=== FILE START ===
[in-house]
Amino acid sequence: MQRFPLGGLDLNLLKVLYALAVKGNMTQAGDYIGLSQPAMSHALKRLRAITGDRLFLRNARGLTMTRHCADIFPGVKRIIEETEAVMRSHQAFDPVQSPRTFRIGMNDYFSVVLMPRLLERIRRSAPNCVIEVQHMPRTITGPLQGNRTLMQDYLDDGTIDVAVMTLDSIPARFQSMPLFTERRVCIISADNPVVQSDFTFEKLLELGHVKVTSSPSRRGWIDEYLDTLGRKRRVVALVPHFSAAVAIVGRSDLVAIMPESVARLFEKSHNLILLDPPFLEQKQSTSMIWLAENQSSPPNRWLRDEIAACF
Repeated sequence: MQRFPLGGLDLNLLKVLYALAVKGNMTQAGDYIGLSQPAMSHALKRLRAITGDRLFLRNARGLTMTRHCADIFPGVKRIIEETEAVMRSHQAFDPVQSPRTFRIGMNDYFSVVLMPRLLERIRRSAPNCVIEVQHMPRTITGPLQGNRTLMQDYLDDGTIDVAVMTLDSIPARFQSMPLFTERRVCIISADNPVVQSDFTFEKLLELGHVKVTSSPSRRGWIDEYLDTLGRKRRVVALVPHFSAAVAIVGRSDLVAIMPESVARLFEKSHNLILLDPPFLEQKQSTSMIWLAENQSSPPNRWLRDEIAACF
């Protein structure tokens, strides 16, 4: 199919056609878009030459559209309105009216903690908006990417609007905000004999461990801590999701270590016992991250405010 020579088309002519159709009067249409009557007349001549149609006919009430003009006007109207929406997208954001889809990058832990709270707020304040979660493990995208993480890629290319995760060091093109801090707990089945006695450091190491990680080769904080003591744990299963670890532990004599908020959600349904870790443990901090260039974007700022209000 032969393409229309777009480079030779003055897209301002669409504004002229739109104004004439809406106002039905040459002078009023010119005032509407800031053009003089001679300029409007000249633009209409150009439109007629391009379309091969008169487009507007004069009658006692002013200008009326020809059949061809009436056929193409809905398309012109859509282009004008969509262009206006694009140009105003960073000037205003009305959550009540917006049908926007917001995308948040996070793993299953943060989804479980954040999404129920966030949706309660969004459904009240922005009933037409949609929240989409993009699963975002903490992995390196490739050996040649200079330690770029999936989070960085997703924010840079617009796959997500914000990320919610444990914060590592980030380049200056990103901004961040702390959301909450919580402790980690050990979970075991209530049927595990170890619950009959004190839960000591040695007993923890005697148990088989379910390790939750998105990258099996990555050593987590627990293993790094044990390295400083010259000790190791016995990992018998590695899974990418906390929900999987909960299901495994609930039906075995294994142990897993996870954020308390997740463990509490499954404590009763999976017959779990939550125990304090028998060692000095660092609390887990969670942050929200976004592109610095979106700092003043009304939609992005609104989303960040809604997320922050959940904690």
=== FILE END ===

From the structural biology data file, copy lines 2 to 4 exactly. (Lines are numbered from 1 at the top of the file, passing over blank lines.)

Amino acid sequence: MQRFPLGGLDLNLLKVLYALAVKGNMTQAGDYIGLSQPAMSHALKRLRAITGDRLFLRNARGLTMTRHCADIFPGVKRIIEETEAVMRSHQAFDPVQSPRTFRIGMNDYFSVVLMPRLLERIRRSAPNCVIEVQHMPRTITGPLQGNRTLMQDYLDDGTIDVAVMTLDSIPARFQSMPLFTERRVCIISADNPVVQSDFTFEKLLELGHVKVTSSPSRRGWIDEYLDTLGRKRRVVALVPHFSAAVAIVGRSDLVAIMPESVARLFEKSHNLILLDPPFLEQKQSTSMIWLAENQSSPPNRWLRDEIAACF
Repeated sequence: MQRFPLGGLDLNLLKVLYALAVKGNMTQAGDYIGLSQPAMSHALKRLRAITGDRLFLRNARGLTMTRHCADIFPGVKRIIEETEAVMRSHQAFDPVQSPRTFRIGMNDYFSVVLMPRLLERIRRSAPNCVIEVQHMPRTITGPLQGNRTLMQDYLDDGTIDVAVMTLDSIPARFQSMPLFTERRVCIISADNPVVQSDFTFEKLLELGHVKVTSSPSRRGWIDEYLDTLGRKRRVVALVPHFSAAVAIVGRSDLVAIMPESVARLFEKSHNLILLDPPFLEQKQSTSMIWLAENQSSPPNRWLRDEIAACF
């Protein structure tokens, strides 16, 4: 199919056609878009030459559209309105009216903690908006990417609007905000004999461990801590999701270590016992991250405010 020579088309002519159709009067249409009557007349001549149609006919009430003009006007109207929406997208954001889809990058832990709270707020304040979660493990995208993480890629290319995760060091093109801090707990089945006695450091190491990680080769904080003591744990299963670890532990004599908020959600349904870790443990901090260039974007700022209000 032969393409229309777009480079030779003055897209301002669409504004002229739109104004004439809406106002039905040459002078009023010119005032509407800031053009003089001679300029409007000249633009209409150009439109007629391009379309091969008169487009507007004069009658006692002013200008009326020809059949061809009436056929193409809905398309012109859509282009004008969509262009206006694009140009105003960073000037205003009305959550009540917006049908926007917001995308948040996070793993299953943060989804479980954040999404129920966030949706309660969004459904009240922005009933037409949609929240989409993009699963975002903490992995390196490739050996040649200079330690770029999936989070960085997703924010840079617009796959997500914000990320919610444990914060590592980030380049200056990103901004961040702390959301909450919580402790980690050990979970075991209530049927595990170890619950009959004190839960000591040695007993923890005697148990088989379910390790939750998105990258099996990555050593987590627990293993790094044990390295400083010259000790190791016995990992018998590695899974990418906390929900999987909960299901495994609930039906075995294994142990897993996870954020308390997740463990509490499954404590009763999976017959779990939550125990304090028998060692000095660092609390887990969670942050929200976004592109610095979106700092003043009304939609992005609104989303960040809604997320922050959940904690």